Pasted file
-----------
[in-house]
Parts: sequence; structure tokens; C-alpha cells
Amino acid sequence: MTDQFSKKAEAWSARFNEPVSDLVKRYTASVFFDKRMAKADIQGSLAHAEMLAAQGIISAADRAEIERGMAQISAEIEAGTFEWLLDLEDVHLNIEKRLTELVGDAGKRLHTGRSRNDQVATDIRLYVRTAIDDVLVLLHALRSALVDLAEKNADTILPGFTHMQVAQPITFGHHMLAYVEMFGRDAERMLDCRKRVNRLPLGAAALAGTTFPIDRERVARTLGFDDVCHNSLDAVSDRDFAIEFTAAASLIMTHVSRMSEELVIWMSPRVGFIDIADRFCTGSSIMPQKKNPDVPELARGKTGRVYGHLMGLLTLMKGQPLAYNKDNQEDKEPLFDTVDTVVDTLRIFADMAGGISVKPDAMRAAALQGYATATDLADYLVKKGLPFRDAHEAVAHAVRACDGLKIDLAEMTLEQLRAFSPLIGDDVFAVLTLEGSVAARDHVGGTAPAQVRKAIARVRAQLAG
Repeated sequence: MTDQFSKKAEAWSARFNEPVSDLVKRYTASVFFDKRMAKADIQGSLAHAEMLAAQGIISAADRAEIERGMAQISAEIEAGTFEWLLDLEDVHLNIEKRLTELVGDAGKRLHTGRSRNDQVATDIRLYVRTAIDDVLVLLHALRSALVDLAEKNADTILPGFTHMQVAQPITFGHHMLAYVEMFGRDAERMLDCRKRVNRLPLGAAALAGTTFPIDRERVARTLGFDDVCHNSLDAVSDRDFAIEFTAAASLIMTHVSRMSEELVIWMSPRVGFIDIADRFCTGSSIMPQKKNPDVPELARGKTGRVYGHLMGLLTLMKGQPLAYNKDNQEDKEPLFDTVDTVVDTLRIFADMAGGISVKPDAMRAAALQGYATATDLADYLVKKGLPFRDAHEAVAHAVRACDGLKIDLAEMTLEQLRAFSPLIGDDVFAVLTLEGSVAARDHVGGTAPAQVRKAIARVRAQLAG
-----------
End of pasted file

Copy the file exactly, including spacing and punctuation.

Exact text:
[in-house]
Parts: sequence; structure tokens; C-alpha cells
Amino acid sequence: MTDQFSKKAEAWSARFNEPVSDLVKRYTASVFFDKRMAKADIQGSLAHAEMLAAQGIISAADRAEIERGMAQISAEIEAGTFEWLLDLEDVHLNIEKRLTELVGDAGKRLHTGRSRNDQVATDIRLYVRTAIDDVLVLLHALRSALVDLAEKNADTILPGFTHMQVAQPITFGHHMLAYVEMFGRDAERMLDCRKRVNRLPLGAAALAGTTFPIDRERVARTLGFDDVCHNSLDAVSDRDFAIEFTAAASLIMTHVSRMSEELVIWMSPRVGFIDIADRFCTGSSIMPQKKNPDVPELARGKTGRVYGHLMGLLTLMKGQPLAYNKDNQEDKEPLFDTVDTVVDTLRIFADMAGGISVKPDAMRAAALQGYATATDLADYLVKKGLPFRDAHEAVAHAVRACDGLKIDLAEMTLEQLRAFSPLIGDDVFAVLTLEGSVAARDHVGGTAPAQVRKAIARVRAQLAG
Repeated sequence: MTDQFSKKAEAWSARFNEPVSDLVKRYTASVFFDKRMAKADIQGSLAHAEMLAAQGIISAADRAEIERGMAQISAEIEAGTFEWLLDLEDVHLNIEKRLTELVGDAGKRLHTGRSRNDQVATDIRLYVRTAIDDVLVLLHALRSALVDLAEKNADTILPGFTHMQVAQPITFGHHMLAYVEMFGRDAERMLDCRKRVNRLPLGAAALAGTTFPIDRERVARTLGFDDVCHNSLDAVSDRDFAIEFTAAASLIMTHVSRMSEELVIWMSPRVGFIDIADRFCTGSSIMPQKKNPDVPELARGKTGRVYGHLMGLLTLMKGQPLAYNKDNQEDKEPLFDTVDTVVDTLRIFADMAGGISVKPDAMRAAALQGYATATDLADYLVKKGLPFRDAHEAVAHAVRACDGLKIDLAEMTLEQLRAFSPLIGDDVFAVLTLEGSVAARDHVGGTAPAQVRKAIARVRAQLAG